Research comparing the two strategies was reported in the Jan. 7, 2010, issue of the New England Journal of Medicine. The study was co-authored by Alexandra Webb, MD, assistant professor of surgery, Emory School of Medicine, and chief of general surgery at the Atlanta Veterans Affairs Medical Center. The findings by Webb and her team are important, as hospitals and health care providers are continuously striving to reduce and eliminate surgical site infections in patients.
The study was a randomized clinical trial between April 2004 and May 2008 at six university-affiliated hospitals across the United States, including the Atlanta Veterans Affairs Medical Center, which is affiliated with Emory School of Medicine. A total of 897 patients were randomly assigned to a study group: 431 to the chlorhexidine–alcohol group and 466 to the povidone–iodine group. Of the 849 patients who qualified for the intention-to-treat analysis, 409 received chlorhexidine alcohol and 440 received povidone iodine.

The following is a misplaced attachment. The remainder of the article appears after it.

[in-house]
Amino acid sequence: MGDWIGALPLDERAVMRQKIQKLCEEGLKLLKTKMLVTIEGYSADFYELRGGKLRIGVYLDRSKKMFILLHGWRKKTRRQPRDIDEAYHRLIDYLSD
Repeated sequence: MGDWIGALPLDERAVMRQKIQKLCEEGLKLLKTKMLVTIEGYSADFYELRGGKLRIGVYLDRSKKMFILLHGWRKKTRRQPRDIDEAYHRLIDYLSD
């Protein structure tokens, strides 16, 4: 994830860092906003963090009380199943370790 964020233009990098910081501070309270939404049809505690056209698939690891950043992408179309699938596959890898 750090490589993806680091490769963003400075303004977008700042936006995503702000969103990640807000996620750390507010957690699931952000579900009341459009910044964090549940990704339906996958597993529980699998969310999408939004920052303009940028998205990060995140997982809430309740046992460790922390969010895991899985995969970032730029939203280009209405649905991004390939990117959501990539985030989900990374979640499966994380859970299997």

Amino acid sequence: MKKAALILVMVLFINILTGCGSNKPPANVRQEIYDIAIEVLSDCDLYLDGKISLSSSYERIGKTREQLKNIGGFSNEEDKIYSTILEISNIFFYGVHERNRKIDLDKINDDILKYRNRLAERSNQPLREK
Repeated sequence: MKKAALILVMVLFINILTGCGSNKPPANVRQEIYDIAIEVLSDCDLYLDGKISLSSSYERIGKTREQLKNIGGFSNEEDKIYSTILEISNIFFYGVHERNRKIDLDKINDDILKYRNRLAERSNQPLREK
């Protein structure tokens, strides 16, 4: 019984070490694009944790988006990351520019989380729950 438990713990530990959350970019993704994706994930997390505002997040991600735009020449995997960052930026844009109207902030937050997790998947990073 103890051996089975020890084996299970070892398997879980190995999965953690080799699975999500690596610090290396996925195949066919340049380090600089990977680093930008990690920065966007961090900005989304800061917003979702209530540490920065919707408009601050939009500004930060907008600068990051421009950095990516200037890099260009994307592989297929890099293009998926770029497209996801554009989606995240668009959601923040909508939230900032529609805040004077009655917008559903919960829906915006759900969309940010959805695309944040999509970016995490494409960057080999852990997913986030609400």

Webb and the team found that using chlorhexidine as the preoperative skin cleanser reduced infections by 41 percent compared with povidone iodine.
“This is a very important study on skin preparation to prevent surgical site infection on many levels and should be evaluated for consideration of change of practice in surgical protocol,” says Christian Larsen, MD, chair of the Department of Surgery, Emory School of Medicine. “This is an example of research that directly impacts the quality of patient care. A reduction of the surgical site infections of this magnitude would greatly reduce morbidity and have a major economic impact for hospitals, patients and employers around the country.”
More than 27 million surgical procedures are performed each year in the United States. According to the Centers for Disease Control and Prevention, there are approximately 1.7 million health care-associated infections each year in U.S. hospitals. Of these infections, 22 percent – or about 400,000 - are surgical site infections, which result in longer hospital stays, readmission or sometimes death.
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